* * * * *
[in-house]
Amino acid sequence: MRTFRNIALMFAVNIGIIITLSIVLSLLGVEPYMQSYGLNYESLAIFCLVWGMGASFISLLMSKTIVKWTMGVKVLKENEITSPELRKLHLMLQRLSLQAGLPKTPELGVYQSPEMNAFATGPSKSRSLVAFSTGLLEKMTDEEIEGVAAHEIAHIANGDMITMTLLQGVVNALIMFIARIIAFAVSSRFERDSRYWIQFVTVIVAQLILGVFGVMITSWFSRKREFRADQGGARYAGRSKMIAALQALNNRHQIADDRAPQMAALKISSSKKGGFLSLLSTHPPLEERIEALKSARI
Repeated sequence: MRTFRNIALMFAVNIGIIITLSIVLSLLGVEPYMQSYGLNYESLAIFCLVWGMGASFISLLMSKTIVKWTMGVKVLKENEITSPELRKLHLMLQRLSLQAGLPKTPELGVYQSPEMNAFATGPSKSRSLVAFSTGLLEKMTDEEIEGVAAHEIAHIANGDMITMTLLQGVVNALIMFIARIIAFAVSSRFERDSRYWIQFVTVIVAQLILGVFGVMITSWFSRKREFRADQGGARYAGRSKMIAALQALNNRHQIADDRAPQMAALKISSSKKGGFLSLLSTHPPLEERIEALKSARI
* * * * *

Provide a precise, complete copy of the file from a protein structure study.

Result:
[in-house]
Amino acid sequence: MRTFRNIALMFAVNIGIIITLSIVLSLLGVEPYMQSYGLNYESLAIFCLVWGMGASFISLLMSKTIVKWTMGVKVLKENEITSPELRKLHLMLQRLSLQAGLPKTPELGVYQSPEMNAFATGPSKSRSLVAFSTGLLEKMTDEEIEGVAAHEIAHIANGDMITMTLLQGVVNALIMFIARIIAFAVSSRFERDSRYWIQFVTVIVAQLILGVFGVMITSWFSRKREFRADQGGARYAGRSKMIAALQALNNRHQIADDRAPQMAALKISSSKKGGFLSLLSTHPPLEERIEALKSARI
Repeated sequence: MRTFRNIALMFAVNIGIIITLSIVLSLLGVEPYMQSYGLNYESLAIFCLVWGMGASFISLLMSKTIVKWTMGVKVLKENEITSPELRKLHLMLQRLSLQAGLPKTPELGVYQSPEMNAFATGPSKSRSLVAFSTGLLEKMTDEEIEGVAAHEIAHIANGDMITMTLLQGVVNALIMFIARIIAFAVSSRFERDSRYWIQFVTVIVAQLILGVFGVMITSWFSRKREFRADQGGARYAGRSKMIAALQALNNRHQIADDRAPQMAALKISSSKKGGFLSLLSTHPPLEERIEALKSARI